In accordance with almost all standard double diffusion processes, the diffusion of each of the two or more impurities is carried out sequentially. For example, a first type of conductivity-determining impurity is diffused into the substrate surface during a time/temperature cycle sufficient to form a region in the substrate of a given depth having said first type conductivity. Then, an opposite conductivity-determining type impurity is diffused through said surface into said region at a concentration and additional time/temperature cycle sufficient to convert the portion of said first region closest to the surface to a second region which is of opposite type conductivity. It would be advantageous to the art of semiconductor device fabrication to have the ability to conduct the double diffusion simultaneously instead of sequentially and thereby eliminate one of the time/- temperature diffusion cycles.
One approach which has been attempted in the art has been a simultaneous vapor phase impurity involving the application of a vapor source containing the two or more impurities to be simultaneously diffused into the substrate. While this method is considered to have substantial potential by the art, it has at present been less than fully commercially successful because of concentration control problems, among others.
Another approach attempted in the art has involved the application of a silicon oxide layer containing the oxide of one of the impurities, such as phosphorous pentoxide, over the substrate surface. Then, the second impurity, which is a metal such as aluminum, in its elemental form is diffused from the vapor state through the silicon oxide layer into the substrate simultaneously with the diffusion of the first impurity into the substrate. The primary limitation of this method involves the relatively slow rate at which most elemental impurities pass through the oxide layer into the substrate. In fact, the rate is so slow that only a few impurities, such as gallium and aluminum, can pass through the oxide layer at an operable rate. However, even with gallium and aluminum impurities, the oxide layer must be so thin, i.e., in the order of less than 1,000A, usually deposited anodically (U.S. Pat. No. 3,303,070). that the problem of loss of the first impurity by outdiffusion from the oxide layer into the ambient arises.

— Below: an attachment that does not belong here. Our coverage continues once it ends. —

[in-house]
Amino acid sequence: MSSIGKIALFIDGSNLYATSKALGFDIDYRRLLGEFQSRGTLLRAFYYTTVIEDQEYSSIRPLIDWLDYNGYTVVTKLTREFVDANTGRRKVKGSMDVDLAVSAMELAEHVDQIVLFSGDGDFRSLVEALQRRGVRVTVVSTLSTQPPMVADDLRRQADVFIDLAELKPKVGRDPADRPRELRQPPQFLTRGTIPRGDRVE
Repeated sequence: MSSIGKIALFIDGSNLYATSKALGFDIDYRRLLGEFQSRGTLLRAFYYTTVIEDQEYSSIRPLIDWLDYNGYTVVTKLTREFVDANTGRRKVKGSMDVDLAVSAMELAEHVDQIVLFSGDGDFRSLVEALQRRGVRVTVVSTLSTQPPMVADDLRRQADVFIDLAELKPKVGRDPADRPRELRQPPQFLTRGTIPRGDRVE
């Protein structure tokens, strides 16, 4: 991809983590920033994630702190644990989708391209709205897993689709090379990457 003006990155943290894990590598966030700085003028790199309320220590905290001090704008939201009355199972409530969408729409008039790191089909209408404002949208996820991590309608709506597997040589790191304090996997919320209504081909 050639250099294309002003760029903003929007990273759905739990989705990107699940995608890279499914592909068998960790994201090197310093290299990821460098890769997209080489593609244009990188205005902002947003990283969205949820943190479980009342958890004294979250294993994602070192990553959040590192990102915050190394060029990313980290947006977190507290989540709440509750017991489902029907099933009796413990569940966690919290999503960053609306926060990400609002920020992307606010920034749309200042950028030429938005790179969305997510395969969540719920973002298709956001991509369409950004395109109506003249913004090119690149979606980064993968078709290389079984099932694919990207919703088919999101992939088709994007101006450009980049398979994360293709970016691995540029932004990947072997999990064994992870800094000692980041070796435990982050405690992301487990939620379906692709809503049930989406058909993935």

SUMMARY OF THE INVENTION Accordingly, it is a primary object of this invention to provide a practical method of simultaneous double diffusion.
It is a further object of the present invention to provide a method for simultaneously diffusing a plurality of impurities into a semiconductor substrate.
It is another object of the present invention to provide a method for diffusing a plurality of conductivitydetermining impurities into a semiconductor substrate under conditions which are readily controlled.
It is an even further object of the present invention to provide a novel semiconductor structure which is utilizable in the double diffusion process of the present invention.
The present invention provides a method of simultaneous diffusing a plurality of conductivity-determining impurities into a semiconductor substrate to form a plurality of regions in the substrate which involves first forming on the substrate surface a coating comprising a silicon oxide and the oxides of a plurality of impurities, which impurities will respectively determine the conductivity of the plurality of regions in the substrate. Then, the coated substrate is heated at a time/temperature cycle sufficient to simultaneously diffuse the conductivity-determining impurities from the coating into the substrate. Since the time/temperature cycle to which each of the impurities is subjected is the same, the predominance of impurities in substrate regions will be determined primarily by the concentration of impurities and the rates of diffusivity of the respective impurities. As a result of the simultaneous diffusion, the semiconductor substrate will contain a plurality o1 abutting regions of differing conductivity determined respectively by the predominance of one of said impurities in each of said regions. The sequence of said re gions in distance from the substrate surface is con trolled by the concentrations and diffusivity rates of thc respective impurities.